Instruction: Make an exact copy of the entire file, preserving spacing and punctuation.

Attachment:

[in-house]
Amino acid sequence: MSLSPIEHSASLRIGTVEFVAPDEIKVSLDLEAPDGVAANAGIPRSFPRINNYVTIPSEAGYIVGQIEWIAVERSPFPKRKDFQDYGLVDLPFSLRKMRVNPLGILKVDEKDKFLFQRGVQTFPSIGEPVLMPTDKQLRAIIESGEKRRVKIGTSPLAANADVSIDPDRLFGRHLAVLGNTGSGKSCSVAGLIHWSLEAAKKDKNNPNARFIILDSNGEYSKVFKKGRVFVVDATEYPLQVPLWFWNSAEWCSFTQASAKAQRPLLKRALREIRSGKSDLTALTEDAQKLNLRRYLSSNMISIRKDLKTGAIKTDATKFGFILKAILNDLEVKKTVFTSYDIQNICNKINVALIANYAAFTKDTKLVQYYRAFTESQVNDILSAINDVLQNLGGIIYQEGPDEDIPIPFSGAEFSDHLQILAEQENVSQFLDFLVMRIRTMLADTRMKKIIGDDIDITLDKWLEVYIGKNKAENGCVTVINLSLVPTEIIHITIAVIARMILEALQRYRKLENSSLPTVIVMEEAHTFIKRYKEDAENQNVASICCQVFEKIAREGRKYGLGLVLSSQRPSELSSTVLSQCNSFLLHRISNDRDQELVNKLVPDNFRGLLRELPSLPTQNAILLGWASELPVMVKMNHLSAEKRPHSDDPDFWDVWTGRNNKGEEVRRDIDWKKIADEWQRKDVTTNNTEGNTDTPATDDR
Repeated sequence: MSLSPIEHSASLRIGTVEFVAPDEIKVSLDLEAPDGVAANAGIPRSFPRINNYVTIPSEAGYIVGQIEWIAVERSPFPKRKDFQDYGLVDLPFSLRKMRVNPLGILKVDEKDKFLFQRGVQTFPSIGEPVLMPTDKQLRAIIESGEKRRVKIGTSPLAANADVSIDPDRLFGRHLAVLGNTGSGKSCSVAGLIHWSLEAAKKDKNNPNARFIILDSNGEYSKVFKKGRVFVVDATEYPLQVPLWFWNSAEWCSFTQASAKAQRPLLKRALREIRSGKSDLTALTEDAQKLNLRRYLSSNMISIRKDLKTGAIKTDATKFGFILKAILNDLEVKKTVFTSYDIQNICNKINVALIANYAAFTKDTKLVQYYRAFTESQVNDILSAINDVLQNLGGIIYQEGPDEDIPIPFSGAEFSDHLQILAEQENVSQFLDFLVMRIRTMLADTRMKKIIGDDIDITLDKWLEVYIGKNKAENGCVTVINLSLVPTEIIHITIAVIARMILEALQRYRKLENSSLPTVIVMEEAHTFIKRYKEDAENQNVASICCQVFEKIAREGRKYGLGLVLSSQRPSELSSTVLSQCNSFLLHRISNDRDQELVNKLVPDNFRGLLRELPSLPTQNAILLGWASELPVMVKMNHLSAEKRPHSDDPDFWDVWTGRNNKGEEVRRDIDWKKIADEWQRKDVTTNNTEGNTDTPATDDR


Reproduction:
[in-house]
Amino acid sequence: MSLSPIEHSASLRIGTVEFVAPDEIKVSLDLEAPDGVAANAGIPRSFPRINNYVTIPSEAGYIVGQIEWIAVERSPFPKRKDFQDYGLVDLPFSLRKMRVNPLGILKVDEKDKFLFQRGVQTFPSIGEPVLMPTDKQLRAIIESGEKRRVKIGTSPLAANADVSIDPDRLFGRHLAVLGNTGSGKSCSVAGLIHWSLEAAKKDKNNPNARFIILDSNGEYSKVFKKGRVFVVDATEYPLQVPLWFWNSAEWCSFTQASAKAQRPLLKRALREIRSGKSDLTALTEDAQKLNLRRYLSSNMISIRKDLKTGAIKTDATKFGFILKAILNDLEVKKTVFTSYDIQNICNKINVALIANYAAFTKDTKLVQYYRAFTESQVNDILSAINDVLQNLGGIIYQEGPDEDIPIPFSGAEFSDHLQILAEQENVSQFLDFLVMRIRTMLADTRMKKIIGDDIDITLDKWLEVYIGKNKAENGCVTVINLSLVPTEIIHITIAVIARMILEALQRYRKLENSSLPTVIVMEEAHTFIKRYKEDAENQNVASICCQVFEKIAREGRKYGLGLVLSSQRPSELSSTVLSQCNSFLLHRISNDRDQELVNKLVPDNFRGLLRELPSLPTQNAILLGWASELPVMVKMNHLSAEKRPHSDDPDFWDVWTGRNNKGEEVRRDIDWKKIADEWQRKDVTTNNTEGNTDTPATDDR
Repeated sequence: MSLSPIEHSASLRIGTVEFVAPDEIKVSLDLEAPDGVAANAGIPRSFPRINNYVTIPSEAGYIVGQIEWIAVERSPFPKRKDFQDYGLVDLPFSLRKMRVNPLGILKVDEKDKFLFQRGVQTFPSIGEPVLMPTDKQLRAIIESGEKRRVKIGTSPLAANADVSIDPDRLFGRHLAVLGNTGSGKSCSVAGLIHWSLEAAKKDKNNPNARFIILDSNGEYSKVFKKGRVFVVDATEYPLQVPLWFWNSAEWCSFTQASAKAQRPLLKRALREIRSGKSDLTALTEDAQKLNLRRYLSSNMISIRKDLKTGAIKTDATKFGFILKAILNDLEVKKTVFTSYDIQNICNKINVALIANYAAFTKDTKLVQYYRAFTESQVNDILSAINDVLQNLGGIIYQEGPDEDIPIPFSGAEFSDHLQILAEQENVSQFLDFLVMRIRTMLADTRMKKIIGDDIDITLDKWLEVYIGKNKAENGCVTVINLSLVPTEIIHITIAVIARMILEALQRYRKLENSSLPTVIVMEEAHTFIKRYKEDAENQNVASICCQVFEKIAREGRKYGLGLVLSSQRPSELSSTVLSQCNSFLLHRISNDRDQELVNKLVPDNFRGLLRELPSLPTQNAILLGWASELPVMVKMNHLSAEKRPHSDDPDFWDVWTGRNNKGEEVRRDIDWKKIADEWQRKDVTTNNTEGNTDTPATDDR